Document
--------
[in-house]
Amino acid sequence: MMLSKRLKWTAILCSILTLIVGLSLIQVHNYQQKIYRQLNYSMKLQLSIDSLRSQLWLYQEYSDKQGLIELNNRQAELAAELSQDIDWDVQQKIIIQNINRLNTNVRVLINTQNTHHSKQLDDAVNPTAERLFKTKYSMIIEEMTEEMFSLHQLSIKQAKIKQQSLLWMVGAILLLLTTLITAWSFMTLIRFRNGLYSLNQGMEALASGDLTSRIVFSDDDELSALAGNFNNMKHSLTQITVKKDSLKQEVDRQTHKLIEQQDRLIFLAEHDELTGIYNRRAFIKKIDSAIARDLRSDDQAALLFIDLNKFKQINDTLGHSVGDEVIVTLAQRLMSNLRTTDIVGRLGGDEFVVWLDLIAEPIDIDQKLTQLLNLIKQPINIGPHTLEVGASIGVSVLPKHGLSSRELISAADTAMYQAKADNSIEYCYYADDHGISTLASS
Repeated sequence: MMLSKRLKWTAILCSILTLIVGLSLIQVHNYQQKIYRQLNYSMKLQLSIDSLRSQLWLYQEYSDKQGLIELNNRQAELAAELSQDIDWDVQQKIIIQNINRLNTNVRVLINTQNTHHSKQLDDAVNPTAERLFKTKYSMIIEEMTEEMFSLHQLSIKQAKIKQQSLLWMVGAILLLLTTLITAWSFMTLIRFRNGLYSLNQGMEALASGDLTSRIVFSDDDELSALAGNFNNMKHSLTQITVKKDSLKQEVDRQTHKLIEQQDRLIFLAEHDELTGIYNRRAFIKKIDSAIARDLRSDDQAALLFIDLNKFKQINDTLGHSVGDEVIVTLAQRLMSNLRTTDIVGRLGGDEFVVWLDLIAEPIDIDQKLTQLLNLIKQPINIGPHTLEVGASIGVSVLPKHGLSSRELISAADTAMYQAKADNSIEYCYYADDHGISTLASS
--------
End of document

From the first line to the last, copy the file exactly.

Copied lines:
[in-house]
Amino acid sequence: MMLSKRLKWTAILCSILTLIVGLSLIQVHNYQQKIYRQLNYSMKLQLSIDSLRSQLWLYQEYSDKQGLIELNNRQAELAAELSQDIDWDVQQKIIIQNINRLNTNVRVLINTQNTHHSKQLDDAVNPTAERLFKTKYSMIIEEMTEEMFSLHQLSIKQAKIKQQSLLWMVGAILLLLTTLITAWSFMTLIRFRNGLYSLNQGMEALASGDLTSRIVFSDDDELSALAGNFNNMKHSLTQITVKKDSLKQEVDRQTHKLIEQQDRLIFLAEHDELTGIYNRRAFIKKIDSAIARDLRSDDQAALLFIDLNKFKQINDTLGHSVGDEVIVTLAQRLMSNLRTTDIVGRLGGDEFVVWLDLIAEPIDIDQKLTQLLNLIKQPINIGPHTLEVGASIGVSVLPKHGLSSRELISAADTAMYQAKADNSIEYCYYADDHGISTLASS
Repeated sequence: MMLSKRLKWTAILCSILTLIVGLSLIQVHNYQQKIYRQLNYSMKLQLSIDSLRSQLWLYQEYSDKQGLIELNNRQAELAAELSQDIDWDVQQKIIIQNINRLNTNVRVLINTQNTHHSKQLDDAVNPTAERLFKTKYSMIIEEMTEEMFSLHQLSIKQAKIKQQSLLWMVGAILLLLTTLITAWSFMTLIRFRNGLYSLNQGMEALASGDLTSRIVFSDDDELSALAGNFNNMKHSLTQITVKKDSLKQEVDRQTHKLIEQQDRLIFLAEHDELTGIYNRRAFIKKIDSAIARDLRSDDQAALLFIDLNKFKQINDTLGHSVGDEVIVTLAQRLMSNLRTTDIVGRLGGDEFVVWLDLIAEPIDIDQKLTQLLNLIKQPINIGPHTLEVGASIGVSVLPKHGLSSRELISAADTAMYQAKADNSIEYCYYADDHGISTLASS